Cease harassment of human rights defenders, establish accountability for abuses, and free all political prisoners

30/05/2018
Dossier

(Paris) Maldivian authorities must cease the harassment of human rights defenders (HRDs), establish accountability for human rights violations, and release all political prisoners in the country, FIDH urged today. The call was made following a mission conducted by FIDH to assess the human rights situation in the Maldives, including the challenges faced by HRDs.

During the four-day mission, from 16 to 19 April 2018, FIDH met with a variety of civil society actors, including activists, journalists, lawyers, and families of individuals who were detained during the State of Emergency (SoE) in the Maldives. [1]

FIDH expresses its deepest concern over the serious deterioration of human rights and the extremely limited space for civil society in the Maldives. All interlocutors expressed their concern that the human rights situation was not likely to improve in the lead-up to the next Presidential elections, scheduled to be held in September 2018.

FIDH calls on the international community to demand the Maldivian government adhere to the country’s obligations under the various international human rights treaties to which the Maldives is a state party.

Below is a summary of the main issues of concern that emerged during the mission.

Situation of HRDs precarious

The situation of HRDs in the Maldives remains extremely precarious. Frequent harassment by the authorities, coupled with threats and intimidation by pro-government elements as well as self-professed defenders of Islam, contributes to a hostile and dangerous environment for HRDs. This difficult environment is compounded by severe challenges in accessing funding for NGOs, primarily because of the very limited pool of donors funding human rights activities in the Maldives and the relative geographic isolation of the Maldives.

It was reported that most HRDs in the Maldives were subjected to surveillance and monitoring by the authorities. The use of criminal gangs to conduct surveillance was also reported. Considering high-profile cases of bloggers, lawyers, and activists who have been physically targeted after receiving online threats, a disturbing trend is rapidly emerging in which online attacks, if left unchecked by the authorities, could fuel further physical attacks against HRDs.

Since the imposition of the SoE, at least one HRD had to seek temporary relocation abroad as a result of ongoing threats and harassment. In recent years, at least three high-profile bloggers left the Maldives and sought asylum in third countries. HRDs reported they made contingency plans to move some of their operations (including web hosting) overseas.

One common concern reported to FIDH was the rising threat posed by radical elements who, under the guise of defending Islam, have been consistently targeting HRDs, particularly through social media.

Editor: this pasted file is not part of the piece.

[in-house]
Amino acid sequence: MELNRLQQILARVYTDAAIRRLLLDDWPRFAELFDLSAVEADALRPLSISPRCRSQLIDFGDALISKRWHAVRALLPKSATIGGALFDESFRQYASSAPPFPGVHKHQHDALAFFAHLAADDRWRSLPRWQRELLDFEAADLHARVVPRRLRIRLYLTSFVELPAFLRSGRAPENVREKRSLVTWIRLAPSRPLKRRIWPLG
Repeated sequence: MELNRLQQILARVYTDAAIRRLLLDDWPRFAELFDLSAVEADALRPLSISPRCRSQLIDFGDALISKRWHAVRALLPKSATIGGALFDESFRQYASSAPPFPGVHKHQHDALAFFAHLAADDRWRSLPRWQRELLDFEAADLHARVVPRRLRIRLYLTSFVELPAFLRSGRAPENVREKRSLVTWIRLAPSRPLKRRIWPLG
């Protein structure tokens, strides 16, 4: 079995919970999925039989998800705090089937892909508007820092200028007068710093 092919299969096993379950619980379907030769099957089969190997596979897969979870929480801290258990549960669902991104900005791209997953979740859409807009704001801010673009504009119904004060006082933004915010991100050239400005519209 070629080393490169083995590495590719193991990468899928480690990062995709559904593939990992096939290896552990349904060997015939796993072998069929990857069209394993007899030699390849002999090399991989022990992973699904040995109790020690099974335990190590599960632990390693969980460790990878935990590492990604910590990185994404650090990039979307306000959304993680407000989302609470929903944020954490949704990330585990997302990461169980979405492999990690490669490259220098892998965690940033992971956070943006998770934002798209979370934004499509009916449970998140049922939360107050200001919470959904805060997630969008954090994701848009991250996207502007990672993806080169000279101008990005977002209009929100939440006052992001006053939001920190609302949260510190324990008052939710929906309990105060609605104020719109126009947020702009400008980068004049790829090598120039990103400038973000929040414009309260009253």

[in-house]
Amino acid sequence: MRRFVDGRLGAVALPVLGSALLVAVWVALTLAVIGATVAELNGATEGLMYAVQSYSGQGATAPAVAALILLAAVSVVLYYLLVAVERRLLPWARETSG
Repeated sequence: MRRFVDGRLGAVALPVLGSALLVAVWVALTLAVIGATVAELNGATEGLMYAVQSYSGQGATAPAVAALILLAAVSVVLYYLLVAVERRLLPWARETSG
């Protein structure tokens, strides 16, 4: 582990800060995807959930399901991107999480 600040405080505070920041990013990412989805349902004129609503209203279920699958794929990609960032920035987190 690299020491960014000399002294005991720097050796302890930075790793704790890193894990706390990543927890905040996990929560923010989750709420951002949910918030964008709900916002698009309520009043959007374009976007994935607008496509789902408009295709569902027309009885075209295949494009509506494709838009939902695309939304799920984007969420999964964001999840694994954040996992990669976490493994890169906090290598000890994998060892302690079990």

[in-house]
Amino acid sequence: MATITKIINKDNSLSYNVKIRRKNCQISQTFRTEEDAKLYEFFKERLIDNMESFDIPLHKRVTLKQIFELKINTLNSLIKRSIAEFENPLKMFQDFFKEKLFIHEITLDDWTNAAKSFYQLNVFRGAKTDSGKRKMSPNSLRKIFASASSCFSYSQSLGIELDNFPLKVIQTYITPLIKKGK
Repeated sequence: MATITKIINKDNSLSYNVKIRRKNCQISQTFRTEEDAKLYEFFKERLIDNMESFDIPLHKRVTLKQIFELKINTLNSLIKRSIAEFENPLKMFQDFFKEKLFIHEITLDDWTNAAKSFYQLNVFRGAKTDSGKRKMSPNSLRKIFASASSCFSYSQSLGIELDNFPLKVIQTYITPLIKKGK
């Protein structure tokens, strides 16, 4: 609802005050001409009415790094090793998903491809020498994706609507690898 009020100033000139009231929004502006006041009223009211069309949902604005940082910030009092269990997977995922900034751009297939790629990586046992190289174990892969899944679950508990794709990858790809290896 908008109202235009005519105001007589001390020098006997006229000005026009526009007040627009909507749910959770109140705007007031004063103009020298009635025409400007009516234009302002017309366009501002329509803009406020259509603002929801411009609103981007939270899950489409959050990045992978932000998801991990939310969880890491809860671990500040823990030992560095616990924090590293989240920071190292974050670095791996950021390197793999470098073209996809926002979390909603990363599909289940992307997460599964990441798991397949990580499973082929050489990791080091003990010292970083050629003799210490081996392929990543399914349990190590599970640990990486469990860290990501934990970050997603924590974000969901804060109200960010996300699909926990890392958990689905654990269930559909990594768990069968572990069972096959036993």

The growing and unchecked trend of the radical interpretation of Islamic values and principles has created a difficult environment for many segments of society (particularly women), has greatly limited the right to freedom of expression, and has been deliberately used to target HRDs. It has led to a climate of fear that has inhibited many forms of activism, including any possible work with regard to lesbian, gay, bisexual, transgender, and intersex (LGBTI) rights. As one interlocutor put it, “If I exposed my religious beliefs, people will start coming with the knives and attack [me].”

‘Siru Arts’, a Facebook page set up and maintained to expose anything allegedly un-Islamic, has been profiling various HRDs, bloggers, journalists, and politicians and labelled them as enemies of Islam and “irreligious.” The posts on the page attract numerous comments that, in some cases, contain direct threats and hate speech. [2] Despite numerous attempts to report abusive content to both Facebook and the authorities, no action has been taken so far.

In one case, legal provisions purportedly designed to protect Islam were abused to target a prominent Maldivian woman human rights defender (WHRD). During the FIDH mission, Ms. Shahindha Ismail, the Director of the local NGO Maldivian Democracy Network (MDN), was the target of judicial harassment. On 17 April 2018, Ms. Ismail was called in by police to give a statement in relation to a charge filed against her under Article 617 (4) of the Penal Code. This provision criminalizes “attempting to disrupt the religious unity of the citizens of Maldives, and conversing and acting in a manner likely to cause religious segregation among people.” In January 2018, Ms. Ismail had already been charged under Article 617 (1) and (2) of the Penal Code. These provisions make engaging “in religious oration and criticism of Islam in public or in a public medium with the intention to cause disregard for Islam” and the production, sale, distribution, or offer of “material criticizing Islam with the intention to cause disregard to Islam” criminal offenses.

Lawyers under pressure

Lawyers interviewed by FIDH unanimously decried the arbitrary interpretation and enforcement of laws, rules, and regulations and noted that existing rules and regulations were often changed at the whim of authorities, anytime, without notice.

Lawyers interviewed by FIDH agreed that the absence of a Bar Council was an obstacle to their work. They reported authorities had thwarted various attempts to establish a self-governing and independent body to regulate their profession. Authorities also prevented the formation of associations that aimed at giving lawyers a collective voice, drafting proposed legislation, and raising issues related to judicial reform. In a recent case, the Law Council of Maldives - a lawyers’ organization - has been awaiting registration since October 2017.